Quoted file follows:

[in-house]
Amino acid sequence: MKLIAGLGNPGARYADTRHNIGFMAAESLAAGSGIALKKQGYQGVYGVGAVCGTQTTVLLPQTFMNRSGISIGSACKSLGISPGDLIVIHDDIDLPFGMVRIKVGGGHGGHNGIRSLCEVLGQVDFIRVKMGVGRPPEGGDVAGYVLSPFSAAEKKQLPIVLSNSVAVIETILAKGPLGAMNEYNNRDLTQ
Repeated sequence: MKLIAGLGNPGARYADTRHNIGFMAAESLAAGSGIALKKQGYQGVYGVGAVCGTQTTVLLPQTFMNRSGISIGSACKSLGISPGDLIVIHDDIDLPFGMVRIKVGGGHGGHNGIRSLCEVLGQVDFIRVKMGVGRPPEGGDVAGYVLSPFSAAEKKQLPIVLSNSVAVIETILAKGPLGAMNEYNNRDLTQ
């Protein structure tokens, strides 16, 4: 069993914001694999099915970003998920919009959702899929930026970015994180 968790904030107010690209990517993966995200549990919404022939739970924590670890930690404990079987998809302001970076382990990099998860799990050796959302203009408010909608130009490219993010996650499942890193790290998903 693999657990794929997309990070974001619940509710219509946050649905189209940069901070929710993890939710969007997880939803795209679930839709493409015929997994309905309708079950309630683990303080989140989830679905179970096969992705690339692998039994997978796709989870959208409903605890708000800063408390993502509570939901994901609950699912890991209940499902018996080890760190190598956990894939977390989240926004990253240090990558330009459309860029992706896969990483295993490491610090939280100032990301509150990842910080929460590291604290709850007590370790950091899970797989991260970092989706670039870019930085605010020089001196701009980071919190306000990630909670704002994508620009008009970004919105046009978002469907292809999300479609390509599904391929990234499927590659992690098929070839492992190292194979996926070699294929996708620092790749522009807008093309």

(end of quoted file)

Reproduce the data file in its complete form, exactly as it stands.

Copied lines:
[in-house]
Amino acid sequence: MKLIAGLGNPGARYADTRHNIGFMAAESLAAGSGIALKKQGYQGVYGVGAVCGTQTTVLLPQTFMNRSGISIGSACKSLGISPGDLIVIHDDIDLPFGMVRIKVGGGHGGHNGIRSLCEVLGQVDFIRVKMGVGRPPEGGDVAGYVLSPFSAAEKKQLPIVLSNSVAVIETILAKGPLGAMNEYNNRDLTQ
Repeated sequence: MKLIAGLGNPGARYADTRHNIGFMAAESLAAGSGIALKKQGYQGVYGVGAVCGTQTTVLLPQTFMNRSGISIGSACKSLGISPGDLIVIHDDIDLPFGMVRIKVGGGHGGHNGIRSLCEVLGQVDFIRVKMGVGRPPEGGDVAGYVLSPFSAAEKKQLPIVLSNSVAVIETILAKGPLGAMNEYNNRDLTQ
């Protein structure tokens, strides 16, 4: 069993914001694999099915970003998920919009959702899929930026970015994180 968790904030107010690209990517993966995200549990919404022939739970924590670890930690404990079987998809302001970076382990990099998860799990050796959302203009408010909608130009490219993010996650499942890193790290998903 693999657990794929997309990070974001619940509710219509946050649905189209940069901070929710993890939710969007997880939803795209679930839709493409015929997994309905309708079950309630683990303080989140989830679905179970096969992705690339692998039994997978796709989870959208409903605890708000800063408390993502509570939901994901609950699912890991209940499902018996080890760190190598956990894939977390989240926004990253240090990558330009459309860029992706896969990483295993490491610090939280100032990301509150990842910080929460590291604290709850007590370790950091899970797989991260970092989706670039870019930085605010020089001196701009980071919190306000990630909670704002994508620009008009970004919105046009978002469907292809999300479609390509599904391929990234499927590659992690098929070839492992190292194979996926070699294929996708620092790749522009807008093309």